Evacuations continue as seven Afghans killed in stampede while fleeing Taliban at Kabul airport

The UK effort to evacuate British nationals and local allies fleeing the Taliban in Afghanistan is “gathering pace”, a diplomat has said, with 5,725 people extracted from Kabul since the mission began on August 13.

But another seven Afghan civilians were killed in the chaos surrounding Kabul’s international airport, the British military said on Sunday, showing the danger still facing those trying to flee Taliban-controlled Afghanistan.

Prime Minister Boris Johnson said he would convene leaders of G7 countries Canada, France, Germany, Italy, Japan, and the United States on Tuesday for “urgent talks” on the situation in Afghanistan.

He said: “It is vital that the international community works together to ensure safe evacuations, prevent a humanitarian crisis and support the Afghan people to secure the gains of the last 20 years.”

Chaos has unfolded at Kabul Airport since the Taliban recaptured the city, with people being crushed amid stampedes of Afghans desperate to escape the country.

It wasn’t immediately clear whether those killed had been physically crushed or suffocated.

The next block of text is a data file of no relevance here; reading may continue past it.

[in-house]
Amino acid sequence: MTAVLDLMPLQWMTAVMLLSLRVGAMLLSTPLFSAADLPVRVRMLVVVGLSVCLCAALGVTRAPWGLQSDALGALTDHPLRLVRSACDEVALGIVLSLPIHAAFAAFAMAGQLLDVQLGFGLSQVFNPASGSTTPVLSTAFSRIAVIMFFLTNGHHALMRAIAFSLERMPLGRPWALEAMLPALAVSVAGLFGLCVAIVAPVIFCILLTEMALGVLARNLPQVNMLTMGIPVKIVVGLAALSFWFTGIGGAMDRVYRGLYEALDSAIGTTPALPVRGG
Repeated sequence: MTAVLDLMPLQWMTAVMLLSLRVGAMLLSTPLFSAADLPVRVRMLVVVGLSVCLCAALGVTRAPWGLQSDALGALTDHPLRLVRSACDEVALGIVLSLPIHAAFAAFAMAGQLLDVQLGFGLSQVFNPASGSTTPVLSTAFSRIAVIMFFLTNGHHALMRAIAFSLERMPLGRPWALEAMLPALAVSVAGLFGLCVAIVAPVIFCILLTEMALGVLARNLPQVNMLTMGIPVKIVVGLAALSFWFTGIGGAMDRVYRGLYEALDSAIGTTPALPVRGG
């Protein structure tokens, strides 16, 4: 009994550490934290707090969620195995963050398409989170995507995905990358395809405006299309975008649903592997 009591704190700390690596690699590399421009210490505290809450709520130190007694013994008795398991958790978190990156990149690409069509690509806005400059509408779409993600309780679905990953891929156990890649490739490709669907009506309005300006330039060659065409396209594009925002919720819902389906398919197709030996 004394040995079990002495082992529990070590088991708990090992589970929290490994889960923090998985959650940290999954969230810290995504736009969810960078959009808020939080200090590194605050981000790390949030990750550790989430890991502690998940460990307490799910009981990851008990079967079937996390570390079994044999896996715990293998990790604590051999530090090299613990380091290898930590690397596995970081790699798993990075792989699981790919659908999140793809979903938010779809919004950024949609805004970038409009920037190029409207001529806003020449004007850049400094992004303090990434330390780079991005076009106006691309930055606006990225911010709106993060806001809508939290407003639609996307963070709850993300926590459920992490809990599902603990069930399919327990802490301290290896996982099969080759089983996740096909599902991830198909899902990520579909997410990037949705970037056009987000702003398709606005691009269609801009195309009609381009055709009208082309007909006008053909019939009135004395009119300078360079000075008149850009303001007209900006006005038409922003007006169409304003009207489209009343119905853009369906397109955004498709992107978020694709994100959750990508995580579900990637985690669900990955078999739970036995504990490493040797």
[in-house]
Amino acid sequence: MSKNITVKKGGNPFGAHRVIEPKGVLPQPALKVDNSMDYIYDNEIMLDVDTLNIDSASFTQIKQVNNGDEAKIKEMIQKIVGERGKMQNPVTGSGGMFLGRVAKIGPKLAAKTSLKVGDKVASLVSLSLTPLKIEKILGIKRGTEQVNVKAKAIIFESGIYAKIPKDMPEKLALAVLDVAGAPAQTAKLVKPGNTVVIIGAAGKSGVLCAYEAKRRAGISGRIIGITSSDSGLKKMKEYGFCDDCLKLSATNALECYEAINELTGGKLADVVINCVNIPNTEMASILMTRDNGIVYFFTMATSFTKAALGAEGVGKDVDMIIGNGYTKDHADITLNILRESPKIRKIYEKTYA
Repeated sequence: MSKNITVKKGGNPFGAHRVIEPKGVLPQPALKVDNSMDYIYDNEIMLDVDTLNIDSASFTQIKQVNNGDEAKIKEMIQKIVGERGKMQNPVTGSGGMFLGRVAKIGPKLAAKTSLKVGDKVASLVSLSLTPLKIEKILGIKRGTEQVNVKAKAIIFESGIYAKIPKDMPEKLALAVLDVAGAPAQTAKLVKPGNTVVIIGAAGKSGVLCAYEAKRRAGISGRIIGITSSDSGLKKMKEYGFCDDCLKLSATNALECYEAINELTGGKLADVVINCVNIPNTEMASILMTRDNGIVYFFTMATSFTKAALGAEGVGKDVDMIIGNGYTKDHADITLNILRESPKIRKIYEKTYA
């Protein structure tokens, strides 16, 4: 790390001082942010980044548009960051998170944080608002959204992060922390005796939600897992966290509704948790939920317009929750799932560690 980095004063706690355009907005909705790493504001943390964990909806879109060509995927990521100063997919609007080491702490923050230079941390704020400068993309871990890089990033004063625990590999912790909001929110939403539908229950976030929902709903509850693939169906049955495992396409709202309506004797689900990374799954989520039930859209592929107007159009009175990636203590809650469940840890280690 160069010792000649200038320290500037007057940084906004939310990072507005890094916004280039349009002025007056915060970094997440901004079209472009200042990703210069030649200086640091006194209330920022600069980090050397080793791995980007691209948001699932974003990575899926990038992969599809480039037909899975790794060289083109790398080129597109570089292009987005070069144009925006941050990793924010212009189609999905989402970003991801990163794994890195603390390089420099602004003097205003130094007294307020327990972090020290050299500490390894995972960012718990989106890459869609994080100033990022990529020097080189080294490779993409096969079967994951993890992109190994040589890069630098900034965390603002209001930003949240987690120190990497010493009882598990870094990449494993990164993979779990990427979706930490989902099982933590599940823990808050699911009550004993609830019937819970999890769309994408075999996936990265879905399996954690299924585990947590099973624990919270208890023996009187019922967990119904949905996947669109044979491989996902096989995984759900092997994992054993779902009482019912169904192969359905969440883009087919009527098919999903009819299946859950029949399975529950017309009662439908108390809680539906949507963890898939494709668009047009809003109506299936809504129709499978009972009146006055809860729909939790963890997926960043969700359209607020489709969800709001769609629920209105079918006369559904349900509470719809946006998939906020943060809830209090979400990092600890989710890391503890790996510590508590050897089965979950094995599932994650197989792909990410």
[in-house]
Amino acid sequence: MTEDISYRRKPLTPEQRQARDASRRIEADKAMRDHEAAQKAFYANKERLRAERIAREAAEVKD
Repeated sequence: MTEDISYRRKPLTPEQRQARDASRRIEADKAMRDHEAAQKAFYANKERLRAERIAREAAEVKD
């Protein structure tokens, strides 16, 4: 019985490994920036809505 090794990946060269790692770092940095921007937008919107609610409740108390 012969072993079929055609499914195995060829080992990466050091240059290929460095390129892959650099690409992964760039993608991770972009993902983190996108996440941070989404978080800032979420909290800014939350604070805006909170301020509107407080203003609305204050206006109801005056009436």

Soldiers covered several corpses in white clothes to hide them from view. Other troops stood atop concrete barriers or shipping containers, trying to calm the crowd. Gunshots occasionally rang out.

The UK’s Ministry of Defence said in a statement: “Conditions on the ground remain extremely challenging but we are doing everything we can to manage the situation as safely and securely as possible.”

Britain’s ambassador to Afghanistan provided an update on the UK’s evacuation effort on Sunday afternoon, saying British forces had helped more than 5,000 fly out of the country.

Sir Laurie Bristow said the “huge effort” to move people out of Afghanistan is “gathering pace” but there is still a lot of work to do.

He tweeted: “So far we have managed to get over 5,000 people on to planes and in the last 14 hours alone we’ve managed to get a thousand people on their way. But there is still a huge amount of work to do.

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